Interpersonal effectiveness is meant to help an individual work on their communication skills and encourage them to reach out to others rather than bottle up their thoughts. It can be hard to frankly discuss the types of thoughts brought about by suicidal ideation without making the conversation into a joke, or commiserating in them without discussing how the situation can improve. Nonetheless, it is possible to discuss these things with the people in your life without undue alarm, but also with necessary weight given. The skills learned here are also meant to help set boundaries, in the case that suicidal ideation in encouraged by individuals in your life–encouraging self-respect and emphasizing the value of a simple ‘no’.
Honesty is the priority
It is important to make note of the steps of escalation that a person coping with suicidal ideation may take. These are as follows: passing thoughts, lingering thoughts, thinking about methods, making plans to follow through (writing a note, or giving your personal belongings away), setting a date, and finally, lacking fear towards the idea of death or the pain it may cause you. These are signs to look out for in others as well as yourself, and flags that indicate the turning point where one seeking professional help as well as communicating with family and friends may be advisable.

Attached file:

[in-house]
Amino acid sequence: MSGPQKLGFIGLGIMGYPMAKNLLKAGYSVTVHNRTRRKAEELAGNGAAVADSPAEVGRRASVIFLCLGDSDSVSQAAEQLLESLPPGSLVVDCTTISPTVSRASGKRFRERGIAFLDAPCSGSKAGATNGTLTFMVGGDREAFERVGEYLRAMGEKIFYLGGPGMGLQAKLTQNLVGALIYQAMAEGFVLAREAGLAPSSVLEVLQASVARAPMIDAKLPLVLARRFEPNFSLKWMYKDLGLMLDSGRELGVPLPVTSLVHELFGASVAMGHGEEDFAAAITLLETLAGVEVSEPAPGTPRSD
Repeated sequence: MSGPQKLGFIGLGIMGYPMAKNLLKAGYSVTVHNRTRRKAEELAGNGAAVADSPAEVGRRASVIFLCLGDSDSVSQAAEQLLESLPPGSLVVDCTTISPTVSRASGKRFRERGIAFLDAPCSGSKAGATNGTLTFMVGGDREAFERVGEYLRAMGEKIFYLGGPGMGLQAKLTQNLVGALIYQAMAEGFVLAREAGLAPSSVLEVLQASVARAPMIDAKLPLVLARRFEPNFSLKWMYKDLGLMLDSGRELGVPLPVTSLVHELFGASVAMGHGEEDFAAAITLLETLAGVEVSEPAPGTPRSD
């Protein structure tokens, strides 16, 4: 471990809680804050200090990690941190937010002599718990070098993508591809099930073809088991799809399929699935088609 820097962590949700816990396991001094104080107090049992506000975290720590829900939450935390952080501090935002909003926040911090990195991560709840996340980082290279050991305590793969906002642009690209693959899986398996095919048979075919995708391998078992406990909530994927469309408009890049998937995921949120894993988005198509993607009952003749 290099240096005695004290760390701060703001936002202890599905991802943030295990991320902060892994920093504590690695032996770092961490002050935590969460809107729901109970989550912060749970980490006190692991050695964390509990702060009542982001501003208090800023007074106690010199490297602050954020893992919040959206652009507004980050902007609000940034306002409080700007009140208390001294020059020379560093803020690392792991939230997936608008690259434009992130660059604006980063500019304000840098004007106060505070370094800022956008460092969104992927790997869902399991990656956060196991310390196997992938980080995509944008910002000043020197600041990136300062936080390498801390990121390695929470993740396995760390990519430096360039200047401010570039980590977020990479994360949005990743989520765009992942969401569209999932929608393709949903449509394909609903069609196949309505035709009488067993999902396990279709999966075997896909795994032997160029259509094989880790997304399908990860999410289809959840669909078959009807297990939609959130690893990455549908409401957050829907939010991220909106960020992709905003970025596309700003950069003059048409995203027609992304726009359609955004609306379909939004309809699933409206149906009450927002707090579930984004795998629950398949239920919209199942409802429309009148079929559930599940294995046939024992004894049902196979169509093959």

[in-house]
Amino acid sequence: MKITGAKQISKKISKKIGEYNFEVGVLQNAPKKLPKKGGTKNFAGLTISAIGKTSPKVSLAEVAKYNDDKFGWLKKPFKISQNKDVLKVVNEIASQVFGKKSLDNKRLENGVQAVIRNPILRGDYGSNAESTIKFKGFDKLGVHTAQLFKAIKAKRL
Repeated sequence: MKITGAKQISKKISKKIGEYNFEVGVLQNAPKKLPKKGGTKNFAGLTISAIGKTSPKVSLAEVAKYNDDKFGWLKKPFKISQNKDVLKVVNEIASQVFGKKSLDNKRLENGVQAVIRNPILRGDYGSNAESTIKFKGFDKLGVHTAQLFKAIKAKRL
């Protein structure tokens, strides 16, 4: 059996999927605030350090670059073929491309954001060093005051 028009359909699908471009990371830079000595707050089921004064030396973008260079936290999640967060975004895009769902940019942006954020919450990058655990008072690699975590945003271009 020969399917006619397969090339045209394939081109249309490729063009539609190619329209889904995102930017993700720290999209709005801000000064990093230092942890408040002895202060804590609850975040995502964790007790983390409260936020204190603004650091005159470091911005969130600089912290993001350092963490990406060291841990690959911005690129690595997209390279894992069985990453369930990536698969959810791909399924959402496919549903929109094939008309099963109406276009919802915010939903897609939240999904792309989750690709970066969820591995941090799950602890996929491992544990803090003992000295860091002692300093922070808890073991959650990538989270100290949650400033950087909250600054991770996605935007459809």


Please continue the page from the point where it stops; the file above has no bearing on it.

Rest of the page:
Regardless of the extent to which suicidal ideation may affect you personally, it is important to be honest with yourself and acknowledge that there are effects on you, whether it is due to the language you use in daily life or the idle thoughts you have. It is also important to be honest with others in your life and express that you are having these thoughts to someone. If they translate into self-injurious behavior, then there is value in finding at least one person you can candidly discuss these thoughts and feelings with.
Consider the source or cause of these thoughts and feelings. They may simply be intrusive–there may also be more to it. Speaking to another person about them may also bring clarity to this, especially if you have yet to seek professional help in the form of therapy. There is no wrong or right in this matter, as there is no bad or good–there is only what hurts you and what helps you. If it is available to you, find a DBT therapist to help you manage your suicidal ideation, and any other symptoms that might be attached to it.